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Joint WHO, Food and Agriculture Organization and Chinese government mission on SARS animal reservoir and possible transmission to Humans


A joint team of specialists from the Chinese government, the World Health Organization and the United Nations Food and Agriculture Organization (FAO) is in China to help design further investigations into a possible animal reservoir of the SARS coronavirus. The experts visited Guangdong province from 13 to 19 August, where they conducted field visits to markets and farms, research centres, and human health facilities. They also consulted with local officials. The team, which began its work in Beijing on 11 August, returned to the capital on 19 August and will report to senior officials at the Ministry of Science and Technology, Ministry of Agriculture and Ministry of Health officials on 21 August. The team is comprised of animal and human health experts, as well as specialists in tracking animal reservoirs for human diseases.

The mission is being jointly led by WHO’s Dr Pierre Formenty, a Geneva-based Zoonotic Disease specialist and Dr Xu Jianguo, Director of the National Institute of Communicable Disease with the China Center for Disease Control and Prevention. Dr Formenty stressed that the investigation remains a work in progress and that the mission’s objective is to determine what further studies are needed to explore the potential for an animal reservoir. “The mission is not intended to provide a definitive answer about an animal reservoir for the SARS coronavirus,” says Dr Formenty. “To be able to implement SARS control and prevention measures, we need to know where it comes from. But unfortunately, a lot of question marks still remain; and as with other diseases, it could be years before the animal reservoir is discovered.”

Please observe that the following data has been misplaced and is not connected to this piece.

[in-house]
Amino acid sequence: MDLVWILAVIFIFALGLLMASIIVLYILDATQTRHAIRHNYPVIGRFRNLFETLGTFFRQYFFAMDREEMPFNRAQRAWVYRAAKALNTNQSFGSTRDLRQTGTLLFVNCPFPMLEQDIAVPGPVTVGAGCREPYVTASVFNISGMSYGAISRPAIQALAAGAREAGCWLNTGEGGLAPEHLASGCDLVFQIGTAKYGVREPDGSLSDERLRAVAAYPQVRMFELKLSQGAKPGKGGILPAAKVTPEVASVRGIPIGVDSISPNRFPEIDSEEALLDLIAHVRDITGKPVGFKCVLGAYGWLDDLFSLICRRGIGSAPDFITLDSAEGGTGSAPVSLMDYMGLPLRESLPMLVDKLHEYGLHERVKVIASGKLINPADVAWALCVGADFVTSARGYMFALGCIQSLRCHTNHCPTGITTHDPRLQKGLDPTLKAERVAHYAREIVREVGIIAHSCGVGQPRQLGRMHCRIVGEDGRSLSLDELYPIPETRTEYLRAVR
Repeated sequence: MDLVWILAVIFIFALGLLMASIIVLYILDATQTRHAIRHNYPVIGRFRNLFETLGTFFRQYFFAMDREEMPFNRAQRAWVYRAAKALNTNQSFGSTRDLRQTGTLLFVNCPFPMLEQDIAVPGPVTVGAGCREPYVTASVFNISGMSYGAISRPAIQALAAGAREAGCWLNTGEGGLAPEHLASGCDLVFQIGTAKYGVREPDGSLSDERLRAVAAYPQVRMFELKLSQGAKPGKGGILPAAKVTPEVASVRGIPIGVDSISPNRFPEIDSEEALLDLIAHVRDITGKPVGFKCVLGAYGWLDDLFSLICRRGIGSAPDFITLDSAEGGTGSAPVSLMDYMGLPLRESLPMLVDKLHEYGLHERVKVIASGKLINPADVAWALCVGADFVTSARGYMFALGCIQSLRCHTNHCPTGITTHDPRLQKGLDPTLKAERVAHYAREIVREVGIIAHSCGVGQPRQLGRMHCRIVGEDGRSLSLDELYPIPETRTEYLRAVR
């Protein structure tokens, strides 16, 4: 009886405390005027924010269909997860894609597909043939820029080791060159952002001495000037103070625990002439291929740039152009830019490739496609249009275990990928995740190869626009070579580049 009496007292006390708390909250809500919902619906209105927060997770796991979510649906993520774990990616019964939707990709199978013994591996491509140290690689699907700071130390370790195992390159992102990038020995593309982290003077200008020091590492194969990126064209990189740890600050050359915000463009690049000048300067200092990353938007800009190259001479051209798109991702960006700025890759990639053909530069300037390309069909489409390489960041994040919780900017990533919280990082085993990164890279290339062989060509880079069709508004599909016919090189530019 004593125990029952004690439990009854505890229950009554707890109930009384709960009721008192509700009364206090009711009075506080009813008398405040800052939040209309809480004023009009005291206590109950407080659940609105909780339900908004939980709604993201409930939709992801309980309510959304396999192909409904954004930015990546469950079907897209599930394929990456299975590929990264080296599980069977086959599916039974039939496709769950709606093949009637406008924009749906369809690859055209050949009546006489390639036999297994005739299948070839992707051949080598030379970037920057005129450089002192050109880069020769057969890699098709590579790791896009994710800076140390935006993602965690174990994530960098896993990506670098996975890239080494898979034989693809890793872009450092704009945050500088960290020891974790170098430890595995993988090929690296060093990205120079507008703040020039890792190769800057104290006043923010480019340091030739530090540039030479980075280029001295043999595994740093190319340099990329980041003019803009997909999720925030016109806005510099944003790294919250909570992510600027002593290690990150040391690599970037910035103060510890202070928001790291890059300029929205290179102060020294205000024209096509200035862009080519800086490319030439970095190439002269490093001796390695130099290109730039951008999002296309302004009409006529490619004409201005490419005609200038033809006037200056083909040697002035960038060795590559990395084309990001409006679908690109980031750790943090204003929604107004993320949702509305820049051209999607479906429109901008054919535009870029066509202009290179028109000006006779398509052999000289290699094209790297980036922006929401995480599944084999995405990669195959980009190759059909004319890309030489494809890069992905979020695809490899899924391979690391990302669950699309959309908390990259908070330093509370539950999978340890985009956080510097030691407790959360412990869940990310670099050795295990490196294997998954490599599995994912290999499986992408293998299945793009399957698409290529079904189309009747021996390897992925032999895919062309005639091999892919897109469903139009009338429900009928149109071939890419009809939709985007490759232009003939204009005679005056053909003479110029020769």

Mr Alan Schnur, responsible for Communicable Disease Control in WHO’s Beijing office, said that, ideally, further studies should start as soon as possible. It is unknown whether SARS will return in November, when the cold weather season in China begins. And while comprehensive data will not be immediately available, even limited information will prove useful in combating the disease. At the same time, he said, WHO is working with the Chinese government to implement enhanced SARS surveillance and response systems to rapidly detect and respond to SARS should it return. WHO is simultaneously working with the Ministry of Health to strengthen infection control systems in hospitals.

For further information, please contact:

Mr Peter Cordingley, Press Officer WHO, Manila Tel. (63-2) 852 9992

Ms Maria Cheng, Press Officer WHO, Beijing Tel. (86) 1380 131 7729